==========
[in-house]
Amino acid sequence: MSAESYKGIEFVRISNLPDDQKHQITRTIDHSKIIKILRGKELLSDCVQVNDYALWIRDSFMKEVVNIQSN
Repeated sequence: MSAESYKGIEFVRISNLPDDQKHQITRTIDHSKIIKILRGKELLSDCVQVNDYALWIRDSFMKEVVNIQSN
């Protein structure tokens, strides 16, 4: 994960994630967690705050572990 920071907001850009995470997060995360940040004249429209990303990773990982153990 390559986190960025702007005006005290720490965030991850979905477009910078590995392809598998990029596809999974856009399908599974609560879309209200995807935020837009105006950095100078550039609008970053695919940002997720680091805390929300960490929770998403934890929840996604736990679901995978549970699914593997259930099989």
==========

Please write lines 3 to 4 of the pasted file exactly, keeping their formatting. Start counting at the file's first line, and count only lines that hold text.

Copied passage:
Repeated sequence: MSAESYKGIEFVRISNLPDDQKHQITRTIDHSKIIKILRGKELLSDCVQVNDYALWIRDSFMKEVVNIQSN
């Protein structure tokens, strides 16, 4: 994960994630967690705050572990 920071907001850009995470997060995360940040004249429209990303990773990982153990 390559986190960025702007005006005290720490965030991850979905477009910078590995392809598998990029596809999974856009399908599974609560879309209200995807935020837009105006950095100078550039609008970053695919940002997720680091805390929300960490929770998403934890929840996604736990679901995978549970699914593997259930099989």